So this is an example of where Ireland is. We’re quite a small nation. We keep using the tag line along the lines of “Small enough to try, big enough to prove.” Here’s an example of where people came together in a very collaborative manner under the umbrella of the representative body, they buddied up with a professional services company, Deloitte, and they produced something to the benefit of their users.

And you probably know some of the facts. Deloitte, for example, had set up, I think, it was their first blockchain labs. So their immediate blockchain lab was set up in Dublin. The guys in Deloitte have been at this now for close to two years, doing very good work for their clients but also going around to the rest of the Deloitte family globally and educating everybody in relation to blockchain.

BLOCK TRIBUNE: Go ahead. Continue.

KEITH FINGLETON: You were basically asking kind of why Ireland. I guess one of the points is we do have the financial services, we do have the tech, and we do have a very collaborative ecosystem. So all of the players you would want within a blockchain ecosystem have been at research centers. We put a lot of money into research centers in Ireland. We put a lot of money into academics to do high level research. One of the areas we’re pumping a lot of money into is data analytics and machine learning and A.I. and things like that. Also now, a lot of these researchers are looking at blockchain.

BLOCK TRIBUNE: One of the problems in many areas of the world is that there aren’t enough developers who are familiar enough with blockchain to help in the actual construction. That doesn’t seem to be an issue there?

KEITH FINGLETON: What we did actually was, we did a survey of our members because the common narrative is that there’s a shortage of resources in the blockchain space. We went back to industry and we asked them, “What does blockchain skills look like for you?” It was very interesting exercise, because of course you’re right; the down with the ones and zeroes in relation to the cryptology and the consensus algorithms and all of that good stuff. There’s very few people probably in the world who understand that at the one and zero level.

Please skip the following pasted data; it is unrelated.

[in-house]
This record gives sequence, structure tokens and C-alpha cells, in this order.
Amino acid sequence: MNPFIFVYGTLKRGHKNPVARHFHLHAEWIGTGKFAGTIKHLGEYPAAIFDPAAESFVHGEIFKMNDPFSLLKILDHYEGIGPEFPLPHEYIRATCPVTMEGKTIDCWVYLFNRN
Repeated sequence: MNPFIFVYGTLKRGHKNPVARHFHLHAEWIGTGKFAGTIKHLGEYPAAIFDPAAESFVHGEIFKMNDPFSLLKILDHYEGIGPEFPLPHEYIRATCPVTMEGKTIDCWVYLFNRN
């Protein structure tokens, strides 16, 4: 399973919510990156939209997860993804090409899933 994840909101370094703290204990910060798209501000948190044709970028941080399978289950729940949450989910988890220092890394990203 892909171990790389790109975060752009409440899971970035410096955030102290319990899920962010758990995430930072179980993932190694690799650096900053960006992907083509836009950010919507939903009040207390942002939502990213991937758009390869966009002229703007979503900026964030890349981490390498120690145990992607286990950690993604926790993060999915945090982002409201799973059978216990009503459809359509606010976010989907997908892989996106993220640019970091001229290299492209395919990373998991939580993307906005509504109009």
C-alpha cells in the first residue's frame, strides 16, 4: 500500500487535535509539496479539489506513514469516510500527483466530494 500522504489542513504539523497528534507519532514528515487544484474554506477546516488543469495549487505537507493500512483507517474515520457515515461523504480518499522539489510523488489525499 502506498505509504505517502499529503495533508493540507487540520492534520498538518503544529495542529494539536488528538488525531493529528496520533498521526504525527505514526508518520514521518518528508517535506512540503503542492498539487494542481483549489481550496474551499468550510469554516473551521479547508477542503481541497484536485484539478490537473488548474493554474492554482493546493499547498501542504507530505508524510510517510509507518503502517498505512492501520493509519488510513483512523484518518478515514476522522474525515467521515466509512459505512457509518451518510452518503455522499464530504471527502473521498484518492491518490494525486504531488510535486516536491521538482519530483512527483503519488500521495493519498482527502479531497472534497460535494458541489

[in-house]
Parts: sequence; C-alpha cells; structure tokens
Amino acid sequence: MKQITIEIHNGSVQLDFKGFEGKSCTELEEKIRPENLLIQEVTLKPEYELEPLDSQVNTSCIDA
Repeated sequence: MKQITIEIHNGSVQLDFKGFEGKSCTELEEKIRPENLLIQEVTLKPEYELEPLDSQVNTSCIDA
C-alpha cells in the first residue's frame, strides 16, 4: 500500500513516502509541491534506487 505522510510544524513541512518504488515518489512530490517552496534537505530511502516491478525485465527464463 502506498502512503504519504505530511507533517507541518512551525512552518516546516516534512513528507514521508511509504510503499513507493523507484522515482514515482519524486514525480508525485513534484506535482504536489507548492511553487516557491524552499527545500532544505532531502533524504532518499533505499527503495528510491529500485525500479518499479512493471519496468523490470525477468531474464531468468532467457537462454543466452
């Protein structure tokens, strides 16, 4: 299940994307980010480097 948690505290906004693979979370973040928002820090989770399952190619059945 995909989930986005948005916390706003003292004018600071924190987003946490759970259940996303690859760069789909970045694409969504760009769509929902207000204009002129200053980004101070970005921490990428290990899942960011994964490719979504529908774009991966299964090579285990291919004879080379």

What our survey found was that technology was one of key skill sets needed. Distributed ledger technology knowledge was one of the key skill sets needed. But there was also others. Regulation standards, you know. Industrial design. Economics and finance, forensics and law, you know? Understanding money laundering, understanding contract law. How contract law is made because you need to understand that to understand smart contracts. Really understanding financial services around K.Y.C. and A.M.L., understanding messaging standards like SWIFT.

All of these skills actually bubbled up and what came out was that we actually are producing a lot of graduates and Ph.D. students in a number of these areas, and while we’re going to invest more in the short term all that was needed was to bring in academics, make them aware of the opportunities around blockchain, and encourage them to encourage their own students to do, for example, final year projects or masters’ theses around blockchain. So now within the universities, even though people probably didn’t learn blockchain as part of their course, they’re no doing projects around confidentiality in blockchain and using blockchain as a source of identity and distributor’s autonomous organization in the blockchain. These are now masters and thesis subjects that people are looking at.

BLOCK TRIBUNE: Tell me a little bit about the Silicon Docks area. Where is it and how many companies are down there and is there a sense of camaraderie among them?

KEITH FINGLETON: The Silicon Docks area was really created as soon as Google landed. So Google has around 6000 employees now over three connected buildings within that space. It was a major rejuvenation area as well, so we have a theater down there, lots of coffee shops, lots of cool places to hang out. Google landed; on the back of that we had the likes of Facebook and Twitter and law firms have come in as well to work with those companies, and then a lot of smaller companies as well.